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Government cuts to Medicare slammed by patients and doctors.

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Media Release Senator Jan McLucas Labor Senator for Queensland


At a public hearing today in Brisbane, health practitioners and consumers alike spoke of the grievous damage the Howard Government is inflicting on Australia’s world-class health system

Dr Bill Glasson, President of the Australian Medical Association, conceded to the Senate Select Committee on Medicare that there were “philosophical” problems with the Government’s proposal to allow GPs to claim the Medicare rebate from the Commonwealth as well as to charge patients a gap fee.

The majority of health economists including Professor John Deeble, the original architect of Medicare, have told the Committee that allowing GPs to claim the rebate directly as well as charge patients a fee will lead to higher and higher fees over time.

While the AMA does not agree that higher fees will result from the Howard Government’s proposed liberalisation of GP billing practices, Professor Glasson’s admission is highly significant.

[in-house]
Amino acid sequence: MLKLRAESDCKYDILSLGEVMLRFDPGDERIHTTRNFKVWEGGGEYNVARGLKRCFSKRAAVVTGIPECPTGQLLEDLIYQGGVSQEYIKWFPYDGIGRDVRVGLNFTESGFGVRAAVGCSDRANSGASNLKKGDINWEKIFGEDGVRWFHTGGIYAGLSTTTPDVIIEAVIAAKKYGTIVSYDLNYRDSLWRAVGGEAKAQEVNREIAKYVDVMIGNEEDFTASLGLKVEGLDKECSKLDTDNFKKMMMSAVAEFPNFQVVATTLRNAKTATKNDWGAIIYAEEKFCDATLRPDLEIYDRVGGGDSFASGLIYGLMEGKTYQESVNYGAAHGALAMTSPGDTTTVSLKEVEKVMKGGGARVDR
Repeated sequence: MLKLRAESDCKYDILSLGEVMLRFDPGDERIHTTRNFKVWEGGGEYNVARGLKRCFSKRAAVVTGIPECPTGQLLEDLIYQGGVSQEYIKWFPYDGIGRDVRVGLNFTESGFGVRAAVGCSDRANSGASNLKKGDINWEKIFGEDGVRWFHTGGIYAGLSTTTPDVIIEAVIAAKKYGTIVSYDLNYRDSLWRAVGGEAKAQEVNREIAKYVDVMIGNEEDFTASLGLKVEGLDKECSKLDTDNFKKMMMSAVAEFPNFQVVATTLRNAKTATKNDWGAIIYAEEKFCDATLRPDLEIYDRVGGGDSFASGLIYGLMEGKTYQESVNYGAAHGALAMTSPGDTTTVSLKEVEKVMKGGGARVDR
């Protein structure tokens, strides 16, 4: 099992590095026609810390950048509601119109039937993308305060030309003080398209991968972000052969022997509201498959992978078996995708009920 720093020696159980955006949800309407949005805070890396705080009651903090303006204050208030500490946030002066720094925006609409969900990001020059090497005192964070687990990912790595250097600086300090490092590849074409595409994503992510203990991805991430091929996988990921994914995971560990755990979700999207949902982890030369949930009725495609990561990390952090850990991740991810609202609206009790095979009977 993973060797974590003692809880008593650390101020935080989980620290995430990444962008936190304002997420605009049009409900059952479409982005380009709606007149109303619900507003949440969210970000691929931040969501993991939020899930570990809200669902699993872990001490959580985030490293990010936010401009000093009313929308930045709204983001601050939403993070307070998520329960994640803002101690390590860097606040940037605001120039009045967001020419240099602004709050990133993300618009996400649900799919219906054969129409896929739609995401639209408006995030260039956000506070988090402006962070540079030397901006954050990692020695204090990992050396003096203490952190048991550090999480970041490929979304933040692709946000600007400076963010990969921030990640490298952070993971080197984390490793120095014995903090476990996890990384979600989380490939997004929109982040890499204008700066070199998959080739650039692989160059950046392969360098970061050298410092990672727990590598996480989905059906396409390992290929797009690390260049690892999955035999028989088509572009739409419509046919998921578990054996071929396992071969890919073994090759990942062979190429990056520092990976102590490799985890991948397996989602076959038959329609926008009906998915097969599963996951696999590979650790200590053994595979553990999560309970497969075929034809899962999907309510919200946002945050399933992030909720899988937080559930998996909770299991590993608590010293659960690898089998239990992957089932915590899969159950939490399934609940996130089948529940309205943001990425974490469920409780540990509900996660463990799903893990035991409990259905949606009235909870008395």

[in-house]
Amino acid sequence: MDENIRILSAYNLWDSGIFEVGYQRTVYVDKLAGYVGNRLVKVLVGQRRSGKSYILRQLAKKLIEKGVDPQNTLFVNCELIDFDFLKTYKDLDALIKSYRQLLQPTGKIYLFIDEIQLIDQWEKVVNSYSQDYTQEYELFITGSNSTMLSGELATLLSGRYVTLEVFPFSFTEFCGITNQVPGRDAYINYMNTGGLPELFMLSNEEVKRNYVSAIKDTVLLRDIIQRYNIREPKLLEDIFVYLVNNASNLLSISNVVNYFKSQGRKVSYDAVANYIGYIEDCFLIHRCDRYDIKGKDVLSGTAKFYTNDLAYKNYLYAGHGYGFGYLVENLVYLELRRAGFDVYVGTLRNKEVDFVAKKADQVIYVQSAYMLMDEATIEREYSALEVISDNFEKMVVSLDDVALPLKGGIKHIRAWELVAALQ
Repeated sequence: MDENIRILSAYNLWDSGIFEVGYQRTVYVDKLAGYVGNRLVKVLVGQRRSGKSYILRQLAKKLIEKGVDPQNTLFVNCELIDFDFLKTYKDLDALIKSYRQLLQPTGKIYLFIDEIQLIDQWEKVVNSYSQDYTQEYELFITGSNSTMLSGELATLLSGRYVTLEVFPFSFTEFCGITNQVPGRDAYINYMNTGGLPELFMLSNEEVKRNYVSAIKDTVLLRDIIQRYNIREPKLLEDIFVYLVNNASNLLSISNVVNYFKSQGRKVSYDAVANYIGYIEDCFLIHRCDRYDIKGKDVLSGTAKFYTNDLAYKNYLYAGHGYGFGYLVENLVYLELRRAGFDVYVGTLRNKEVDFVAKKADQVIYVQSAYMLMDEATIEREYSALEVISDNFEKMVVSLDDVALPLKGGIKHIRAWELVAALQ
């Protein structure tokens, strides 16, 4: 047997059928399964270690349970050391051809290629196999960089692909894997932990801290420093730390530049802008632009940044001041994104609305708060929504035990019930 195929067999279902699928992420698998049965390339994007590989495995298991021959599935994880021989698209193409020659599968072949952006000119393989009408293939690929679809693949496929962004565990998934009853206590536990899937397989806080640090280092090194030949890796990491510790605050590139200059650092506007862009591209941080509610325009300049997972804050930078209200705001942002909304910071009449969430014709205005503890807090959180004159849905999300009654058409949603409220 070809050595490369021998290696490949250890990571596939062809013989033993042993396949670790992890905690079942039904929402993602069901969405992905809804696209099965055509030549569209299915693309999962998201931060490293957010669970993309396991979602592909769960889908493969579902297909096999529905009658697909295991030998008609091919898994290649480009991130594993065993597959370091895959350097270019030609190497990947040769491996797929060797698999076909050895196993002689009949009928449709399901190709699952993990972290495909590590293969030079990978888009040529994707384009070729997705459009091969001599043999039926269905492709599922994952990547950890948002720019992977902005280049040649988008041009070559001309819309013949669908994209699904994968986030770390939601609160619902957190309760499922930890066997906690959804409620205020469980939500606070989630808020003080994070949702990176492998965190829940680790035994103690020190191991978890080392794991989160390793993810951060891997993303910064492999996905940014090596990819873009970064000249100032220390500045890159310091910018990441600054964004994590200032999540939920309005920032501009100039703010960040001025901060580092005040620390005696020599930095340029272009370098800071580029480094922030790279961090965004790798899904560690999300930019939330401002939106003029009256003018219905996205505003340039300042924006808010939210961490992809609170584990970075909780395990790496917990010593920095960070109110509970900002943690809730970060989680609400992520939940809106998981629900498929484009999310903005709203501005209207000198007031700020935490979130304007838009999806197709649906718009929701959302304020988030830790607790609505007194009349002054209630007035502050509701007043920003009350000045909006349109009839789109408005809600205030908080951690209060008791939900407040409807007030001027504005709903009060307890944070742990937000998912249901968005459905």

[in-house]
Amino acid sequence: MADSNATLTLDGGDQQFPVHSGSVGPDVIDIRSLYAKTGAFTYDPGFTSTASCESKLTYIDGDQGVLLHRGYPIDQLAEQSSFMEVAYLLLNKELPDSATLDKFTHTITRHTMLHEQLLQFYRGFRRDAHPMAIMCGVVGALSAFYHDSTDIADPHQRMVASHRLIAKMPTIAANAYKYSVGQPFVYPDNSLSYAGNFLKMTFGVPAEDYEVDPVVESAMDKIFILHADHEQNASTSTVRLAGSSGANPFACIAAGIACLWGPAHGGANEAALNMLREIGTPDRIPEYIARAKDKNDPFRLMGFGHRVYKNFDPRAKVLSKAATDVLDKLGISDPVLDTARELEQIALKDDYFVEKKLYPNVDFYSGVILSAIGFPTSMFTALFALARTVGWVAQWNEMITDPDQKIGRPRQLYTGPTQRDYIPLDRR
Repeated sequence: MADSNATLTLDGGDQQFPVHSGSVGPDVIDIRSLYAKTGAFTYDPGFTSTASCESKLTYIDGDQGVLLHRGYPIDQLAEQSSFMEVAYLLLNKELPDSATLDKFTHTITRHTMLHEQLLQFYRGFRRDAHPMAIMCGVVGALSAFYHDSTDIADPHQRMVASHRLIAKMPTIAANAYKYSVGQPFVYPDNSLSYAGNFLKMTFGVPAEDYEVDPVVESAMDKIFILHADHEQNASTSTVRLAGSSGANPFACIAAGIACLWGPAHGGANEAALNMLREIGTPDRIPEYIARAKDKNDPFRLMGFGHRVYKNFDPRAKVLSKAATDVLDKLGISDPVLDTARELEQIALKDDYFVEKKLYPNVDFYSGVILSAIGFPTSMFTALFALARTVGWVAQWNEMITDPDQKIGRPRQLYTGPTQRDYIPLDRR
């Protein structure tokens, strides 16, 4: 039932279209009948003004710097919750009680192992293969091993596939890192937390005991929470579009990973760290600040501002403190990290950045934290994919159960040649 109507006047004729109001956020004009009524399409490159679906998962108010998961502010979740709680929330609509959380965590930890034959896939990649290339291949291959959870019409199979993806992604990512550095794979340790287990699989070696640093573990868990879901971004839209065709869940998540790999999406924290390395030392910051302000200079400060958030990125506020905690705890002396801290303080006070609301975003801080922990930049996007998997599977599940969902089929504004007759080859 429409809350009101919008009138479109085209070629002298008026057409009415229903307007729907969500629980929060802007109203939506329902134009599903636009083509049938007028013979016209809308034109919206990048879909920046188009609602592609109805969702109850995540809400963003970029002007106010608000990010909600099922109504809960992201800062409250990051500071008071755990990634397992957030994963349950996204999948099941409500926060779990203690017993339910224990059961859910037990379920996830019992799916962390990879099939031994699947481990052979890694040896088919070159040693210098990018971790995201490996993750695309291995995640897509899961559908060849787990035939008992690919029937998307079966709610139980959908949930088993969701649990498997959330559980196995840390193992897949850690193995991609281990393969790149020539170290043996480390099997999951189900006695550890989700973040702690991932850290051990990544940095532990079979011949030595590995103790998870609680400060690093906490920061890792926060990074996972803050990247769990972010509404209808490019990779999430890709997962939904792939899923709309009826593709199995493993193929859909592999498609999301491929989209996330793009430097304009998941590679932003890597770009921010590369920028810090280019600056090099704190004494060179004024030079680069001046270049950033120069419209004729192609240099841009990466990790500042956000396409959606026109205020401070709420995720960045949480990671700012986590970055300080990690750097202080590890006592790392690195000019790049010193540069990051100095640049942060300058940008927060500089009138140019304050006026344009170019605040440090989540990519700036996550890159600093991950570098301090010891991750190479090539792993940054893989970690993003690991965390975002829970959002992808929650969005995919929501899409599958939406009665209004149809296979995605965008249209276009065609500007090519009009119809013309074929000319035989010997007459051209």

It is the first time this fundamental change and the “philosophical” problems associated with it have been acknowledged by the AMA.

The Committee was also given evidence from the Queensland Government that there has been an 11.6% growth in the 4 years to June 2003 of Australians with relatively minor health problems presenting to Emergency Departments.

Health Minister Wendy Edmond MP produced statistical evidence of the direct correlation between the increase in the number of Australians turning up for treatment in public hospitals for triage 4 or 5 or low priority conditions, and the drop in bulk-billing in Queensland.

Bulk-billing dropped by 16.7% across Queensland between September 2000 and March 2003.

The human face of these statistics was given in evidence from the Public Hospitals and Medicare Alliance of Queensland and the Health Consumers Network.

In one instance cited, a nurse who suffers from asthma and knew she needed antibiotics to treat a chest infection at the weekend was told by a GP after-hours service that she would be charged $220 for a consultation after 4 pm on Sunday.

Knowing she needed treatment to ward off an asthma attack, and not able to afford the fee for the after-hours GP, this woman presented at the local Emergency Department instead.

Only the Labor Party is committed to Medicare, as our $1.9 billion rescue package to restore bulk billing and increase the attractions of general practice shows.

For comment or to interview Senator McLucas, contact Mary Wood on 0438 983 908